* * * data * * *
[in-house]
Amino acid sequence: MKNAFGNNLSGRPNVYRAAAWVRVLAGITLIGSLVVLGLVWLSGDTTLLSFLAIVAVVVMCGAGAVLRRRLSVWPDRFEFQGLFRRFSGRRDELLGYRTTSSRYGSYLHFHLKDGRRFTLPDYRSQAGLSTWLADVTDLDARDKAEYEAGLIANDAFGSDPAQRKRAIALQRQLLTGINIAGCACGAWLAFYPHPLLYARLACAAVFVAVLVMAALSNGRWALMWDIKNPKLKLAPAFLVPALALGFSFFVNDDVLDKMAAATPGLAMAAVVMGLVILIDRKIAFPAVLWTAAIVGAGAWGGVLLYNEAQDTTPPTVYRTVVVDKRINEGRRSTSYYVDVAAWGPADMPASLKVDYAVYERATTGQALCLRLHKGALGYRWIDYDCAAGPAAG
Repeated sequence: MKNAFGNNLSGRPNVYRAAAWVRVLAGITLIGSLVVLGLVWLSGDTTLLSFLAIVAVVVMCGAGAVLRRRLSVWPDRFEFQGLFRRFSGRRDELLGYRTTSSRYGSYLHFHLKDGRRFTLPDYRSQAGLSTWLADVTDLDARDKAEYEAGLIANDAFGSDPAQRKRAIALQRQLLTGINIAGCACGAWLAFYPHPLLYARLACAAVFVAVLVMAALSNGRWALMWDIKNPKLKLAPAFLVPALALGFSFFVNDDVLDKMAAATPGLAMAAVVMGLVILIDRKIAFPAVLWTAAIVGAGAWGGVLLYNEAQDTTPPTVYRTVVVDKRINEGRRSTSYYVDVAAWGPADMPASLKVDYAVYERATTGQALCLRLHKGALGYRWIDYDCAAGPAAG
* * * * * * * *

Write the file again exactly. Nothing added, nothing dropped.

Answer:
[in-house]
Amino acid sequence: MKNAFGNNLSGRPNVYRAAAWVRVLAGITLIGSLVVLGLVWLSGDTTLLSFLAIVAVVVMCGAGAVLRRRLSVWPDRFEFQGLFRRFSGRRDELLGYRTTSSRYGSYLHFHLKDGRRFTLPDYRSQAGLSTWLADVTDLDARDKAEYEAGLIANDAFGSDPAQRKRAIALQRQLLTGINIAGCACGAWLAFYPHPLLYARLACAAVFVAVLVMAALSNGRWALMWDIKNPKLKLAPAFLVPALALGFSFFVNDDVLDKMAAATPGLAMAAVVMGLVILIDRKIAFPAVLWTAAIVGAGAWGGVLLYNEAQDTTPPTVYRTVVVDKRINEGRRSTSYYVDVAAWGPADMPASLKVDYAVYERATTGQALCLRLHKGALGYRWIDYDCAAGPAAG
Repeated sequence: MKNAFGNNLSGRPNVYRAAAWVRVLAGITLIGSLVVLGLVWLSGDTTLLSFLAIVAVVVMCGAGAVLRRRLSVWPDRFEFQGLFRRFSGRRDELLGYRTTSSRYGSYLHFHLKDGRRFTLPDYRSQAGLSTWLADVTDLDARDKAEYEAGLIANDAFGSDPAQRKRAIALQRQLLTGINIAGCACGAWLAFYPHPLLYARLACAAVFVAVLVMAALSNGRWALMWDIKNPKLKLAPAFLVPALALGFSFFVNDDVLDKMAAATPGLAMAAVVMGLVILIDRKIAFPAVLWTAAIVGAGAWGGVLLYNEAQDTTPPTVYRTVVVDKRINEGRRSTSYYVDVAAWGPADMPASLKVDYAVYERATTGQALCLRLHKGALGYRWIDYDCAAGPAAG